Keeping HHS students secure

The past year has been a scary one for America. Many shootings have happened, and many people have lost their lives because of gun violence. After the shooting at Newtown, schools across the country have started to either create new safety protocols or reinforce ones that have already been instated, and Heritage is not an exception.

Ms. Stacey Riendeau, Principal, and Mrs. Janet Sedivy, Assistant Principal who is also in charge of safety, believe that there are many steps that can be taken to protect Heritage and prevent violent incidents from happening.

“Honestly, none of our safety policies have changed except for the magnets being put in the doors around the school so that they cannot be opened from the outside,” says Riendeau. “We are just trying to make sure that the students will increase their level of awareness as to what the safety protocols are,” she says, referring to plans already in place like not opening doors for strangers outside and having safety officers all over campus.

“We’ve started doing drills because we think that it will make the student population feel safer,” says Sedivy. “We don’t want to confuse the drill for the real thing, which is why we’ve had teachers communicate this plan with the students.”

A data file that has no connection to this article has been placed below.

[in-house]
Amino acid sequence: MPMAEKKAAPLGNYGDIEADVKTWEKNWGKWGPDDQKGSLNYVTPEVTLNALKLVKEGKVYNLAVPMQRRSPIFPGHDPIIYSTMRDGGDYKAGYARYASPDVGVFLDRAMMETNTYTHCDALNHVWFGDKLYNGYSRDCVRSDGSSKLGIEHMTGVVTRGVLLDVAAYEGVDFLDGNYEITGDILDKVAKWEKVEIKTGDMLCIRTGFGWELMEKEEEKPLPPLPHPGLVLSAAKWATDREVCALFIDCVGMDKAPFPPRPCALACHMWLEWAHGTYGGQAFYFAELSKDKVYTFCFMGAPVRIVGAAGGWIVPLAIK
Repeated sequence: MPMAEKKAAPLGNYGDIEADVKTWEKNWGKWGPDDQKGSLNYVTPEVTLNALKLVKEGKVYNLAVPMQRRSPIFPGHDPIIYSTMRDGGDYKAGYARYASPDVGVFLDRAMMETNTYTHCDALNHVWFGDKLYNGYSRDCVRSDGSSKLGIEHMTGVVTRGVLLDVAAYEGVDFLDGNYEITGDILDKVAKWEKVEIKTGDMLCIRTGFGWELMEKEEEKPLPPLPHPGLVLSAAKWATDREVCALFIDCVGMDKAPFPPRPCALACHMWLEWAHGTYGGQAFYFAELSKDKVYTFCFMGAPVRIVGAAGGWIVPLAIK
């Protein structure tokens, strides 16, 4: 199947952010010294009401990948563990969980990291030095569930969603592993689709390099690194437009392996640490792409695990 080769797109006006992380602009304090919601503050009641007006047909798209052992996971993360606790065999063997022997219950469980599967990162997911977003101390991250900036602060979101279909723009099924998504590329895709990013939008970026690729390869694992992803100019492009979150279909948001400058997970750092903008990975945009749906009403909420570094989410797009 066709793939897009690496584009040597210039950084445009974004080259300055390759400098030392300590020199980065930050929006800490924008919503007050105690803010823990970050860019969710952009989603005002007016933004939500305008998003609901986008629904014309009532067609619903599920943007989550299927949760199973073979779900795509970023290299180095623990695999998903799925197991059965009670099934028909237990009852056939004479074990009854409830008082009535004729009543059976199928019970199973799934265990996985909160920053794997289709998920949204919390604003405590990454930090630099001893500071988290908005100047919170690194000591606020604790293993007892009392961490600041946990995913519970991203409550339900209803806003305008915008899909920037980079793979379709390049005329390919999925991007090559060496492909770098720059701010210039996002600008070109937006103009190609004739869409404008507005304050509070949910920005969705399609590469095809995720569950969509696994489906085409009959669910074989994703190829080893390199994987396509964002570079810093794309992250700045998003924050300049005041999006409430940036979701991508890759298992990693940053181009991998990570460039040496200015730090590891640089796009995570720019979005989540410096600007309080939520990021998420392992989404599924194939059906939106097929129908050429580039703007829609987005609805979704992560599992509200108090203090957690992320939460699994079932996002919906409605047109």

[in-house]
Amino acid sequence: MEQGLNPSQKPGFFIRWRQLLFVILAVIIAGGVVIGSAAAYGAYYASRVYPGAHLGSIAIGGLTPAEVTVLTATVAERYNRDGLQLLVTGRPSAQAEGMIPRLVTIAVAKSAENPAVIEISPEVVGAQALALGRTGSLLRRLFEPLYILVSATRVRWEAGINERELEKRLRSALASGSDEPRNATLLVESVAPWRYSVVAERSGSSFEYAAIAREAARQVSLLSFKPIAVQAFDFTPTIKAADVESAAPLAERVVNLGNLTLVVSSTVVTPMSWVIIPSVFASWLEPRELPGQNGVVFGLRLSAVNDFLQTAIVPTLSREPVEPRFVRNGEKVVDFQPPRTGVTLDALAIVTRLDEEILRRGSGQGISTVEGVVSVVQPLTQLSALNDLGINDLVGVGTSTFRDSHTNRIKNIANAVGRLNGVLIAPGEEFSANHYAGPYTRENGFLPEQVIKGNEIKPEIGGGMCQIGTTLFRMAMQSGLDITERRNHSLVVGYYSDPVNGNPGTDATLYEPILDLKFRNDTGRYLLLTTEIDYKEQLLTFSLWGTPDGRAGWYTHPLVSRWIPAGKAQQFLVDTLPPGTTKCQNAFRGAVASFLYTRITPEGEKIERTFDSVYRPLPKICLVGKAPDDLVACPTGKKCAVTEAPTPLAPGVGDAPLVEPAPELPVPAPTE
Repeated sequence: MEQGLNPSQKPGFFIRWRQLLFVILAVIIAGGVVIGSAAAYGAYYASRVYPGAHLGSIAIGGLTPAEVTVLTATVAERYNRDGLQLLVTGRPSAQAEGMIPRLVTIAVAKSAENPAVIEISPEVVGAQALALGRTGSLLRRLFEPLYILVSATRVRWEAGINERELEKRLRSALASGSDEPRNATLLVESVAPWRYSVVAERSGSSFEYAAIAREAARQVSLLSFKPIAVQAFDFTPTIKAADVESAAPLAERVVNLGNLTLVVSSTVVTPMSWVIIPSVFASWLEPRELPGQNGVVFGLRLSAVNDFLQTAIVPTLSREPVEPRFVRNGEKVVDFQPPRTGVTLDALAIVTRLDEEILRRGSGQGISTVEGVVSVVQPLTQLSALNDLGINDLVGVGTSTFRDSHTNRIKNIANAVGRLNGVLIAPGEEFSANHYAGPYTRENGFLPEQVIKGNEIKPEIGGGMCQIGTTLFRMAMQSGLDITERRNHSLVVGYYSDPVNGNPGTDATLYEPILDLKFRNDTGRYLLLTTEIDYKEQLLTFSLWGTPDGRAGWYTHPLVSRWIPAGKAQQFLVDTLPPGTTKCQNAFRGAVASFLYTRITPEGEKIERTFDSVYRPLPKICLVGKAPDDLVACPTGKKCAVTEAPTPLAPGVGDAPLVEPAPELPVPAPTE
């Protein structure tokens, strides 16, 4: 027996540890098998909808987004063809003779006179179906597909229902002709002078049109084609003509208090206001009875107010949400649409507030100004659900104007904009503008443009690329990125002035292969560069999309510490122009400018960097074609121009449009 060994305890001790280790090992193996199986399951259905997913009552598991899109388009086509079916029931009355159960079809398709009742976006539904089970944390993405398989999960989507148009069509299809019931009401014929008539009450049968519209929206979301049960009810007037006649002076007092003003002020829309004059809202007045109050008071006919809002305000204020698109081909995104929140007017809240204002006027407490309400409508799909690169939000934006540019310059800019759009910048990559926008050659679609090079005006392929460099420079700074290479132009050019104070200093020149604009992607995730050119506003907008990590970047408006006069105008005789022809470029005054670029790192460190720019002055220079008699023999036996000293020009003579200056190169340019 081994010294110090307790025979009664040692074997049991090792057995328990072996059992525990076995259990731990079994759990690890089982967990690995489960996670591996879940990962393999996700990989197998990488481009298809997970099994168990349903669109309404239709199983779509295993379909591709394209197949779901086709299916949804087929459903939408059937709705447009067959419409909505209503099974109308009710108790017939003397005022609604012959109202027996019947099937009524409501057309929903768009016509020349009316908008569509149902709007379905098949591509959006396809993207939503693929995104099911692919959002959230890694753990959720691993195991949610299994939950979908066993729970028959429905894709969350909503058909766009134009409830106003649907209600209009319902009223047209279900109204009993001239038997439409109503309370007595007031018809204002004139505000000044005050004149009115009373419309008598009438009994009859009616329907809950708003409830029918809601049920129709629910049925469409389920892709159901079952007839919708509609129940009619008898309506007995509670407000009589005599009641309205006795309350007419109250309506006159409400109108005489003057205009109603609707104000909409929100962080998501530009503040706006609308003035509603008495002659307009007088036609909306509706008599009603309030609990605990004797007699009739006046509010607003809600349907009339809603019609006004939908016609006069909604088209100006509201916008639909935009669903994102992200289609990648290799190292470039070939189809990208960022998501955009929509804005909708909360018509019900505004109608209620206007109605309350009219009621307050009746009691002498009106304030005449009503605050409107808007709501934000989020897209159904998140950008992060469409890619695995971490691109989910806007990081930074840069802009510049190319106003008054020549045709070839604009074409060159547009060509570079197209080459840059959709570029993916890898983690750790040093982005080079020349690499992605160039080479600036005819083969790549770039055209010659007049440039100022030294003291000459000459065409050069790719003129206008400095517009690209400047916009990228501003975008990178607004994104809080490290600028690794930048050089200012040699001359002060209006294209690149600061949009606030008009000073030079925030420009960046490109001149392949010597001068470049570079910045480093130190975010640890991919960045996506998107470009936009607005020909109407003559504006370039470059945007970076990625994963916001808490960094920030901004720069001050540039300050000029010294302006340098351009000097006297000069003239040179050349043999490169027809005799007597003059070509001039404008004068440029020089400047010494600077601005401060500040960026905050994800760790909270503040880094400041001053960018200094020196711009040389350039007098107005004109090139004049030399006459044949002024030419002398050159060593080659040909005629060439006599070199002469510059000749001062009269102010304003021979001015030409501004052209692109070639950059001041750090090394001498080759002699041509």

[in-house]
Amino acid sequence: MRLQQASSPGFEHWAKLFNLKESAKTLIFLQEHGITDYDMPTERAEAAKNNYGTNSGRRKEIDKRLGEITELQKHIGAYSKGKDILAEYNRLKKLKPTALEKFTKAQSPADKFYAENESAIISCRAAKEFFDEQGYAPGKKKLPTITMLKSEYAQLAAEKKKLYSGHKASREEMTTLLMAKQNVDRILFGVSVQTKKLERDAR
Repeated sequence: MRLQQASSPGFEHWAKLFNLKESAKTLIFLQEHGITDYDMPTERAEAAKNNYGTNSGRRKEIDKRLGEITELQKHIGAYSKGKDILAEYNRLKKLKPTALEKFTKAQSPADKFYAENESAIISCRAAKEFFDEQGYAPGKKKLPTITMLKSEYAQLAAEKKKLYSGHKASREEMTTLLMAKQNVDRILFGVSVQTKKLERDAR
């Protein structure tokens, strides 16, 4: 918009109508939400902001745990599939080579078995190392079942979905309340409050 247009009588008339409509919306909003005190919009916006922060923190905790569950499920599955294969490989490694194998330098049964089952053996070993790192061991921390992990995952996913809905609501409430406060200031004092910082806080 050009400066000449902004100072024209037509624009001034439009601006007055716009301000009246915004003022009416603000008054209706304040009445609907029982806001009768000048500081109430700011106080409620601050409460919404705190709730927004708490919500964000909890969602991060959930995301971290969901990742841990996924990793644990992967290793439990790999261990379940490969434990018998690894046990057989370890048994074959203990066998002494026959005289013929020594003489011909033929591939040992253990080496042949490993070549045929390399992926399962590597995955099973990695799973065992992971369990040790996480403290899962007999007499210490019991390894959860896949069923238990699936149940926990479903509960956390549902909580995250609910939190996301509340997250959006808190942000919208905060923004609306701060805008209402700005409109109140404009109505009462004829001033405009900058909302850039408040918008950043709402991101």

Riendeau and Sedivy both emphasized on how important it is to prevent bullying in the school, so that the school can prevent violent issues from occurring.

“The only way to stay safe is to have open conversations when something doesn’t feel right,” says Riendeau. “We need to get the resources for the people who are having violent thoughts before they get to the point where they feel like they need to be heard.”

The administration spends a lot of time following up on tips and concerns from students and staff members. Every time that a bullying incident is reported, whether it is online or at school, the administration addresses the issue and tries to prevent violence from getting any further.

“The building is very safe and secure, and we do believe that this is one of the safest places for students to be,” says Sedivy.

Mrs. Katie Krumm started teaching at Heritage in 1998 and believes that in order to stay safe the staff and administration need to talk to the students about real dangers.

“These issues could be avoided if we stand unified against any violence,” says Krumm. “We can never be one-hundred percent sure that we can stay safe, but having students be aware of the presence of threats, security guards and what the protocol is can help immeasurably against any future violence.”

Littleton Public Schools is rated eleventh in the nation for being one of the safest school districts.

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